Frances Hodgkins Berries and Laurel

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Artwork Overview

The fusion of still life with landscape was a distinctive theme in Frances Hodgkins' mature work, deriving from artists such as Picasso and Matisse, and first treated by Hodgkins in the late 1920s. In 1929 an invitation to exhibit with the progressive Seven and Five Society marked recognition by the British avant-garde and Berries and Laurel was first exhibited at the Society in January 1931. France Hodgkins often used a warm, sensuous, Mediterranean palette of reds, oranges and blues, but the predominance of green and brown in this work suggests an English scene, which the artist admitted to finding 'unsympathetic & difficult'. Simplified vessels and decorative motifs in the foreground take precedence over the landscape, yet her treatment of space is continuous. The same white vase and berries recur in two other paintings of late 1930, produced while Hodgkins was staying in a friend's cottage at Bradford-on-Tone. Hodgkins' achievements are a testimony to her remarkable tenacity and dedication to her chosen profession, despite the prejudices she faced as a woman artist in colonial New Zealand, and later financial difficulties in war-torn Europe. She moved from strength to strength throughout her career, beginning as an amateur watercolourist in Dunedin in the late 1800s, then becoming a successful expatriate painter before her eventual acknowledgement as a forerunner of British modernism. (from The Guide, 2001)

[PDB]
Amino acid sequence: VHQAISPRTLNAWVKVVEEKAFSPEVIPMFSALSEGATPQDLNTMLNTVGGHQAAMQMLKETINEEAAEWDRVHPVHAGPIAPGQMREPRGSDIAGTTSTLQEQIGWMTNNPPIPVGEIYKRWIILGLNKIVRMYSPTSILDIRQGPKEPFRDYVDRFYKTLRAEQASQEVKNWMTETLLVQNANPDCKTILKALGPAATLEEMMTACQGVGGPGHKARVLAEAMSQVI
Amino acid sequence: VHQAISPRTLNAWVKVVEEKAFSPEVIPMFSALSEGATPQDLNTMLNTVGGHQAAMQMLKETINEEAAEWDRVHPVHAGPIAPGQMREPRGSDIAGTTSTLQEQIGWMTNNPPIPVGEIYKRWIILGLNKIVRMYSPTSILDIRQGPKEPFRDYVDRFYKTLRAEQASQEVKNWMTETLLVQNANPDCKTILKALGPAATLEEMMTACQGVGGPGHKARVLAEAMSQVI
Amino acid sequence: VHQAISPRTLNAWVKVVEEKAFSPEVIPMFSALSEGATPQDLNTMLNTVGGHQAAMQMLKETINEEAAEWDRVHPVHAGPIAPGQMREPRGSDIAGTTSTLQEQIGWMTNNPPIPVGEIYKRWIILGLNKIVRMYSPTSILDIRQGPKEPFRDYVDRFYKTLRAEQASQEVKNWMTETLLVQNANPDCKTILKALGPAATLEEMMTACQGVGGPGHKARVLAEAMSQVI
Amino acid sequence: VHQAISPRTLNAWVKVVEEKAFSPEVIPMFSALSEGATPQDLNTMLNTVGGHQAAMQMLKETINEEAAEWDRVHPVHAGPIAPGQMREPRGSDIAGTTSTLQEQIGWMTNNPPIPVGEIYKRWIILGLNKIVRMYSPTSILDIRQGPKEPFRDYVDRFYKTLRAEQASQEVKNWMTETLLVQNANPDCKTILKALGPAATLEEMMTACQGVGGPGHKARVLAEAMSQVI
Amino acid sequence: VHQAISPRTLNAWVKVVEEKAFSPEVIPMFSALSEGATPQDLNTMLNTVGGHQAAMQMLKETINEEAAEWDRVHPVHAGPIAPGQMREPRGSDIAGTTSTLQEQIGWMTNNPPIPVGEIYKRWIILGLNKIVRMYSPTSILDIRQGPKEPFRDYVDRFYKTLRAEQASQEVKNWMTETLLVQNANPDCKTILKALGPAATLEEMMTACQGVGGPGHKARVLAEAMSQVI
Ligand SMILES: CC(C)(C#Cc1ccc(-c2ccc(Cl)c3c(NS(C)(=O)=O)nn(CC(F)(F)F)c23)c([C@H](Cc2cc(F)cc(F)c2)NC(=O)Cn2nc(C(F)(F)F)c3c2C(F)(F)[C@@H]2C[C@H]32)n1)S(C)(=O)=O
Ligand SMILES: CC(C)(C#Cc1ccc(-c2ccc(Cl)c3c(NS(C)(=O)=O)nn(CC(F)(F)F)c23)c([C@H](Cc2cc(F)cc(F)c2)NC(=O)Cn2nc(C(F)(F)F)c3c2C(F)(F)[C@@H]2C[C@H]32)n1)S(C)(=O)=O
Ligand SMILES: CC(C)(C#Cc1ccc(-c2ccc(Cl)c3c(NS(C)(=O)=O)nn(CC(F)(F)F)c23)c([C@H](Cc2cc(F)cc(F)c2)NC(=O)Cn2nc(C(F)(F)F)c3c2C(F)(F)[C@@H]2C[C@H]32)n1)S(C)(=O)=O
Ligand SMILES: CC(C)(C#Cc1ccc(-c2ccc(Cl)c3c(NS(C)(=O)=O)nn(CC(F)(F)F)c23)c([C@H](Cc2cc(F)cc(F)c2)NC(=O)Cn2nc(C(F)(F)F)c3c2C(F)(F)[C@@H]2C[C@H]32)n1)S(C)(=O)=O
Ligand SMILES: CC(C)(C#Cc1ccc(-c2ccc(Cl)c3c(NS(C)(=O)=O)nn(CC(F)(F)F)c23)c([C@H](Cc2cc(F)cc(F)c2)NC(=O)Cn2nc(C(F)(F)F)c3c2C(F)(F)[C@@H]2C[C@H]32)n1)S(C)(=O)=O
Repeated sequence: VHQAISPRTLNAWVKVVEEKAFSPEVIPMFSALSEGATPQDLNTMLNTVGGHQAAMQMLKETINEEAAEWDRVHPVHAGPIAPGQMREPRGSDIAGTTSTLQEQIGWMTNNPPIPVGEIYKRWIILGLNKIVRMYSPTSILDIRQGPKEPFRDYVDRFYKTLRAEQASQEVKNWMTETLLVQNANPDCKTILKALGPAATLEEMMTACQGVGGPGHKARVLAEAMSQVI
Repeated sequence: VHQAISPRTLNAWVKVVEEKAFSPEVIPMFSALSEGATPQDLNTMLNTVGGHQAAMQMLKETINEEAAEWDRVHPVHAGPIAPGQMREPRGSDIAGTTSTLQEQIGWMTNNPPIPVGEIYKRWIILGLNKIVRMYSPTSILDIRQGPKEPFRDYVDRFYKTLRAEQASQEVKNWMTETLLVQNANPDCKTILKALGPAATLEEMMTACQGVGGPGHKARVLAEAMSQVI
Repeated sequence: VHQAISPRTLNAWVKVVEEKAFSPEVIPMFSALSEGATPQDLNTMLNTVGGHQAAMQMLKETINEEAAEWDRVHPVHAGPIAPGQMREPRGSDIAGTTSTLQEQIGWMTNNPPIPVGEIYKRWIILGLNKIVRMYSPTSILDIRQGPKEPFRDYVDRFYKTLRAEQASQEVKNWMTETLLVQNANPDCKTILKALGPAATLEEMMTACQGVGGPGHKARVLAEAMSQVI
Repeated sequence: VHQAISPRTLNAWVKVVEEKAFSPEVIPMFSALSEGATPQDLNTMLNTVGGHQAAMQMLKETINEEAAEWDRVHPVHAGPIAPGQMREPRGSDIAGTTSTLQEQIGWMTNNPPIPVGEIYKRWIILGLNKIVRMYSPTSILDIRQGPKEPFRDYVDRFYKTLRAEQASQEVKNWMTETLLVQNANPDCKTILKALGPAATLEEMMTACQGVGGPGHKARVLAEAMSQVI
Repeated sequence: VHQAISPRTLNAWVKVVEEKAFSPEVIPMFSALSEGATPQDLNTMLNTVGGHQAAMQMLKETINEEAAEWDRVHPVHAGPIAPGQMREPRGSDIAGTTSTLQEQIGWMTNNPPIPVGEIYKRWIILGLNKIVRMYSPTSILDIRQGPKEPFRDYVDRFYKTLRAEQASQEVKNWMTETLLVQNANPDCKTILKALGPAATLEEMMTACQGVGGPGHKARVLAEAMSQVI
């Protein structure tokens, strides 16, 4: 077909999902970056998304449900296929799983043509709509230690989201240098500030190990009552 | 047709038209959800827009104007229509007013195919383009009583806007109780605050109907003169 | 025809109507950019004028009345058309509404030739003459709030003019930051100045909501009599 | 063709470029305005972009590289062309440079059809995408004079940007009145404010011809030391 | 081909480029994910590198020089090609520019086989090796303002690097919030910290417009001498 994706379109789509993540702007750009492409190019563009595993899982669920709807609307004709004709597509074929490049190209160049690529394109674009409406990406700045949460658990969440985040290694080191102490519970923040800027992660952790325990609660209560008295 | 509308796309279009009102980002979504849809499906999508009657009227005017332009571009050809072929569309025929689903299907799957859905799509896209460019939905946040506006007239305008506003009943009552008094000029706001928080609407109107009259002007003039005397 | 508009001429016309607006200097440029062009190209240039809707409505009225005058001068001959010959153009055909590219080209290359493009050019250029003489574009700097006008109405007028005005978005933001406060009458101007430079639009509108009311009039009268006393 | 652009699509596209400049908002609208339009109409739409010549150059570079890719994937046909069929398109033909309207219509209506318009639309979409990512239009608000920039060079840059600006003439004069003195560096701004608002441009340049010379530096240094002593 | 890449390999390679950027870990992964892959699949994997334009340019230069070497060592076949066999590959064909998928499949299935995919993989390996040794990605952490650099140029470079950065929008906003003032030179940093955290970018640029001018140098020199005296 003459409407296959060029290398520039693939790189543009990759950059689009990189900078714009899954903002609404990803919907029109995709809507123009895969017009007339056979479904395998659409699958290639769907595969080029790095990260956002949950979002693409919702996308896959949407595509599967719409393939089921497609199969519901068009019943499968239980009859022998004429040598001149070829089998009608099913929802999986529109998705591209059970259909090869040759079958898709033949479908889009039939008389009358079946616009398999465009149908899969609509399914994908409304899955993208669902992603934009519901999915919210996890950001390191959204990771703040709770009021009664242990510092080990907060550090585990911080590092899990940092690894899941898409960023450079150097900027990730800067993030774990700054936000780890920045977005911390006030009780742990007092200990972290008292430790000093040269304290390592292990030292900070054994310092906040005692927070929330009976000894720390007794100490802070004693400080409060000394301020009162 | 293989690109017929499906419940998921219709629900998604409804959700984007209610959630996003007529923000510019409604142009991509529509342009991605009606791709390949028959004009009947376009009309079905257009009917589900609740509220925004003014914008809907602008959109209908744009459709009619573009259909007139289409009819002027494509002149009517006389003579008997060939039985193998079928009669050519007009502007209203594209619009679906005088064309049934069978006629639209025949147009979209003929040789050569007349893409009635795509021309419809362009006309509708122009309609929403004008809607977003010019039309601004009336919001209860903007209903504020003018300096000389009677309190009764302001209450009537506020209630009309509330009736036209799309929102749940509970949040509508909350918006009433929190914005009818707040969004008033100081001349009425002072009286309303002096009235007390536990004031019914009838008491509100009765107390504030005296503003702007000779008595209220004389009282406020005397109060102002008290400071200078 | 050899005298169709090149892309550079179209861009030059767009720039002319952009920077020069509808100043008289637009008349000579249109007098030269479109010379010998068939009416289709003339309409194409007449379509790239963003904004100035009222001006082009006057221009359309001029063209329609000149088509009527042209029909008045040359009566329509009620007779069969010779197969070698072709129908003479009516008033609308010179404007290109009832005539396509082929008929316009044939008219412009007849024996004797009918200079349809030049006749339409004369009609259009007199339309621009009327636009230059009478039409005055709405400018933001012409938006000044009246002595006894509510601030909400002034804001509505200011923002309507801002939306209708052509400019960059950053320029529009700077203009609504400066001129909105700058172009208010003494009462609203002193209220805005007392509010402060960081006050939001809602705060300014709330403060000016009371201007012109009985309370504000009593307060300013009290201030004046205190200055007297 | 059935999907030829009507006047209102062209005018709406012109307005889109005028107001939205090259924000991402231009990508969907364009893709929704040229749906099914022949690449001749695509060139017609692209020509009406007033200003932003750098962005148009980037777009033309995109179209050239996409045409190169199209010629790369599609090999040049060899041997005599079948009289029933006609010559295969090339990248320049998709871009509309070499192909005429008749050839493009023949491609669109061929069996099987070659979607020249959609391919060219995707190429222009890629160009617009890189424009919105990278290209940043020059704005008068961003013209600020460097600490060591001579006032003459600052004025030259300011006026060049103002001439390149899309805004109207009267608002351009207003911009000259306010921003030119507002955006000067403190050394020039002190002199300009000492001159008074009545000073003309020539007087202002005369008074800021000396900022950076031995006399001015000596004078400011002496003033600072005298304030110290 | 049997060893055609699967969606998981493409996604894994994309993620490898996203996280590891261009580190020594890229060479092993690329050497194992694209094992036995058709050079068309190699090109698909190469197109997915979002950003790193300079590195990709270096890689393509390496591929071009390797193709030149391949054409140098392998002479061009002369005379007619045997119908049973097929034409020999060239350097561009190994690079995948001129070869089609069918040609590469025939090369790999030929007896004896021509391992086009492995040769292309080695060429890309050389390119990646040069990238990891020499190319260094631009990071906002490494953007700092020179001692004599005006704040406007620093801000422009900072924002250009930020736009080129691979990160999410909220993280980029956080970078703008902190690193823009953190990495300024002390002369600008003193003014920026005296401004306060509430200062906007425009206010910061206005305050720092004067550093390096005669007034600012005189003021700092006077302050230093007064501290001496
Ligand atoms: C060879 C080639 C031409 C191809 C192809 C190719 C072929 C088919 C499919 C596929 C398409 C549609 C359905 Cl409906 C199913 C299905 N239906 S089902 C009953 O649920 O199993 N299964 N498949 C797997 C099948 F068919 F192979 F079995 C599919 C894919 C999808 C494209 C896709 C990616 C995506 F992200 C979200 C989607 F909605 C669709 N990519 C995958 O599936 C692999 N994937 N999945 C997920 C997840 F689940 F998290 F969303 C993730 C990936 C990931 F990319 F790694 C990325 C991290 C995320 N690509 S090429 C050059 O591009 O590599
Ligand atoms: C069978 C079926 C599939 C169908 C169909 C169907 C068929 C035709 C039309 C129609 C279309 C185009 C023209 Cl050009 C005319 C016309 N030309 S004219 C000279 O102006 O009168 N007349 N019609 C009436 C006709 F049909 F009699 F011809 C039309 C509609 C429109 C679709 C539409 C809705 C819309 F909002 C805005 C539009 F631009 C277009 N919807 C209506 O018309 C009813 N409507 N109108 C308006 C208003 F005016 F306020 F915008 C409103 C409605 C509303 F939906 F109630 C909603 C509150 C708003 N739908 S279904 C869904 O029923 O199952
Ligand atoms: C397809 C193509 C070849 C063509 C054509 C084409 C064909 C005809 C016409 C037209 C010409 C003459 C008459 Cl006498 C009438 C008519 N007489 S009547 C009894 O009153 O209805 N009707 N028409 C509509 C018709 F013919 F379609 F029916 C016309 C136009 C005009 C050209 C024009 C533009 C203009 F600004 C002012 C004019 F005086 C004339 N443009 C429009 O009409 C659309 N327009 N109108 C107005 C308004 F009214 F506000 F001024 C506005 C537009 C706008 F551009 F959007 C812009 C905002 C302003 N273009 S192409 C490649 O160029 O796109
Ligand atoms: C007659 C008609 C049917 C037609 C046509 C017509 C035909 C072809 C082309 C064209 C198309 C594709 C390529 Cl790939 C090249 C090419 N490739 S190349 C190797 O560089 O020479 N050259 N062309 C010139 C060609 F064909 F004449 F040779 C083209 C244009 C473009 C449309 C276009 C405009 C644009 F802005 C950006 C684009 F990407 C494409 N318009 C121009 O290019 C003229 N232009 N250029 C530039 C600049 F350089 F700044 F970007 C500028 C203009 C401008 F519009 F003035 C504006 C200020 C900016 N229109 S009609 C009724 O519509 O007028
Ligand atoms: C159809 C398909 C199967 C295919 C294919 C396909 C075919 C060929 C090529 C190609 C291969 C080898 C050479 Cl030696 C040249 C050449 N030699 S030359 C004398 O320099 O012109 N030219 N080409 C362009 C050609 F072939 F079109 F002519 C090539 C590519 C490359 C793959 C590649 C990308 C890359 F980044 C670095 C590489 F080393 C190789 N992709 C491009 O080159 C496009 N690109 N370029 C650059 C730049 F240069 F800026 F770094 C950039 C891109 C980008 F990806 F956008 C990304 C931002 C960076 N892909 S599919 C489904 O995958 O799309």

Artist:
Frances Hodgkins 
Title:
Berries and Laurel 
Production Date:
c 1930 
Medium:
oil on canvas 
Size (hxw):
640 x 763 mm 
Inscription:
Frances Hodgkins 
Credit Line:
Auckland Art Gallery Toi o Tāmaki, purchased with funds from the William James Jobson Trust, 1982 
Accession No:
1982/46/2 
Copyright:
No known copyright restrictions 
Department:
New Zealand Art 

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    Seeking Modernity

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